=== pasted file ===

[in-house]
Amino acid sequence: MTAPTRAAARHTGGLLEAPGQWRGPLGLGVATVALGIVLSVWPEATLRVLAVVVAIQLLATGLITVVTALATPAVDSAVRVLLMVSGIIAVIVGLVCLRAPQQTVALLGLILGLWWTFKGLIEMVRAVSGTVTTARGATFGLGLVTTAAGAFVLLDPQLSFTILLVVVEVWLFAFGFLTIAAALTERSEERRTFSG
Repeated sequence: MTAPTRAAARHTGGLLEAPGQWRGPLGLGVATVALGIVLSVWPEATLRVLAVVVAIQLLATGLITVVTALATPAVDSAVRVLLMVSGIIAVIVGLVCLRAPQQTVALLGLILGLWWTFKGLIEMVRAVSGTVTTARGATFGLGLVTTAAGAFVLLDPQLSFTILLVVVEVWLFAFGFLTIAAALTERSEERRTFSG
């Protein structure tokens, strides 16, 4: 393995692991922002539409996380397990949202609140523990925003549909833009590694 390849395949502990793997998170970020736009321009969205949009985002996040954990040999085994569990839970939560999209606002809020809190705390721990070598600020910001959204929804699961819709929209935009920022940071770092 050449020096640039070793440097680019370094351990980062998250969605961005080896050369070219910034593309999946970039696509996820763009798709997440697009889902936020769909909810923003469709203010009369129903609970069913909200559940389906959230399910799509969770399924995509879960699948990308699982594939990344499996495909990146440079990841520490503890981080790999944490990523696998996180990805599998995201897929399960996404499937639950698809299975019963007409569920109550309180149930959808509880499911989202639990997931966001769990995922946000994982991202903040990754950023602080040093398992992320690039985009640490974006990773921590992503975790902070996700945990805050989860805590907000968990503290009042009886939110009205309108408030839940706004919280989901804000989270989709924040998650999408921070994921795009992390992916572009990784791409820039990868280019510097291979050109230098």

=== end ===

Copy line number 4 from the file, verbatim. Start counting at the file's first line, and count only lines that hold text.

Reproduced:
């Protein structure tokens, strides 16, 4: 393995692991922002539409996380397990949202609140523990925003549909833009590694 390849395949502990793997998170970020736009321009969205949009985002996040954990040999085994569990839970939560999209606002809020809190705390721990070598600020910001959204929804699961819709929209935009920022940071770092 050449020096640039070793440097680019370094351990980062998250969605961005080896050369070219910034593309999946970039696509996820763009798709997440697009889902936020769909909810923003469709203010009369129903609970069913909200559940389906959230399910799509969770399924995509879960699948990308699982594939990344499996495909990146440079990841520490503890981080790999944490990523696998996180990805599998995201897929399960996404499937639950698809299975019963007409569920109550309180149930959808509880499911989202639990997931966001769990995922946000994982991202903040990754950023602080040093398992992320690039985009640490974006990773921590992503975790902070996700945990805050989860805590907000968990503290009042009886939110009205309108408030839940706004919280989901804000989270989709924040998650999408921070994921795009992390992916572009990784791409820039990868280019510097291979050109230098």